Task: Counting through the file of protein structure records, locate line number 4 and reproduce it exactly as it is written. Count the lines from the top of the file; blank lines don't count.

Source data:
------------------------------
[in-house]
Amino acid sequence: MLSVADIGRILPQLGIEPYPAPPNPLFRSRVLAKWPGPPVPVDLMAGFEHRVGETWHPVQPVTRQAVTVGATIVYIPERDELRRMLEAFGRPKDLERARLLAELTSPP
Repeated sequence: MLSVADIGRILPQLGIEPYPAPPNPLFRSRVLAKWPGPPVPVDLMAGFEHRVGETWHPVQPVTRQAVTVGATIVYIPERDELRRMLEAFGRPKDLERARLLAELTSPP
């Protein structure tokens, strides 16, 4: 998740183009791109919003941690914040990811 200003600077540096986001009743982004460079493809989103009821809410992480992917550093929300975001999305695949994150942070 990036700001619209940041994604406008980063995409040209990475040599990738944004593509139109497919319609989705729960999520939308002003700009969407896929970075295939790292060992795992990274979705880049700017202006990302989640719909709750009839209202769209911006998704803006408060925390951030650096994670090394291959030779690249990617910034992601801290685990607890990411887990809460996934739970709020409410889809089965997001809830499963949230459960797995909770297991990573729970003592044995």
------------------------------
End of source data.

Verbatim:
């Protein structure tokens, strides 16, 4: 998740183009791109919003941690914040990811 200003600077540096986001009743982004460079493809989103009821809410992480992917550093929300975001999305695949994150942070 990036700001619209940041994604406008980063995409040209990475040599990738944004593509139109497919319609989705729960999520939308002003700009969407896929970075295939790292060992795992990274979705880049700017202006990302989640719909709750009839209202769209911006998704803006408060925390951030650096994670090394291959030779690249990617910034992601801290685990607890990411887990809460996934739970709020409410889809089965997001809830499963949230459960797995909770297991990573729970003592044995």